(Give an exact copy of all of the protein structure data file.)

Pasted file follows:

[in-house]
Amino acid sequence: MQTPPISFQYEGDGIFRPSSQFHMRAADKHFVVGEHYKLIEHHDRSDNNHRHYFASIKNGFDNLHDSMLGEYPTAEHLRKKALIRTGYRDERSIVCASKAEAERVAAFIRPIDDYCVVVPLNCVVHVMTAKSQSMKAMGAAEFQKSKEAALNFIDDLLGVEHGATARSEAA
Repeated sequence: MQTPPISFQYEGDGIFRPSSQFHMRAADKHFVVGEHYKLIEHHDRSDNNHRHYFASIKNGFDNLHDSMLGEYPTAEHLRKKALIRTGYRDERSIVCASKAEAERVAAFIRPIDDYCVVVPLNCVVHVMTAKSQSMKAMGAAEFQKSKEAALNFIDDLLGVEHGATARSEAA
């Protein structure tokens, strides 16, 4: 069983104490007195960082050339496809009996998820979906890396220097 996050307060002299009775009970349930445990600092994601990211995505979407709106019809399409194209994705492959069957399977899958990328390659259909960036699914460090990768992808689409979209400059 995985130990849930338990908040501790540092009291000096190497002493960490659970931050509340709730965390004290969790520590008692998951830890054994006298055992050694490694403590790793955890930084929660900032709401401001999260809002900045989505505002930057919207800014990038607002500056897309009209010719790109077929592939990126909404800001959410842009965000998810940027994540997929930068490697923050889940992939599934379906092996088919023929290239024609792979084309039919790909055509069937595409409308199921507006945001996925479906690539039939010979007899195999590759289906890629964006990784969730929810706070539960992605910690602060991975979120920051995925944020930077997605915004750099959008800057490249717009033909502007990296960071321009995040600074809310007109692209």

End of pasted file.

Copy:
[in-house]
Amino acid sequence: MQTPPISFQYEGDGIFRPSSQFHMRAADKHFVVGEHYKLIEHHDRSDNNHRHYFASIKNGFDNLHDSMLGEYPTAEHLRKKALIRTGYRDERSIVCASKAEAERVAAFIRPIDDYCVVVPLNCVVHVMTAKSQSMKAMGAAEFQKSKEAALNFIDDLLGVEHGATARSEAA
Repeated sequence: MQTPPISFQYEGDGIFRPSSQFHMRAADKHFVVGEHYKLIEHHDRSDNNHRHYFASIKNGFDNLHDSMLGEYPTAEHLRKKALIRTGYRDERSIVCASKAEAERVAAFIRPIDDYCVVVPLNCVVHVMTAKSQSMKAMGAAEFQKSKEAALNFIDDLLGVEHGATARSEAA
């Protein structure tokens, strides 16, 4: 069983104490007195960082050339496809009996998820979906890396220097 996050307060002299009775009970349930445990600092994601990211995505979407709106019809399409194209994705492959069957399977899958990328390659259909960036699914460090990768992808689409979209400059 995985130990849930338990908040501790540092009291000096190497002493960490659970931050509340709730965390004290969790520590008692998951830890054994006298055992050694490694403590790793955890930084929660900032709401401001999260809002900045989505505002930057919207800014990038607002500056897309009209010719790109077929592939990126909404800001959410842009965000998810940027994540997929930068490697923050889940992939599934379906092996088919023929290239024609792979084309039919790909055509069937595409409308199921507006945001996925479906690539039939010979007899195999590759289906890629964006990784969730929810706070539960992605910690602060991975979120920051995925944020930077997605915004750099959008800057490249717009033909502007990296960071321009995040600074809310007109692209």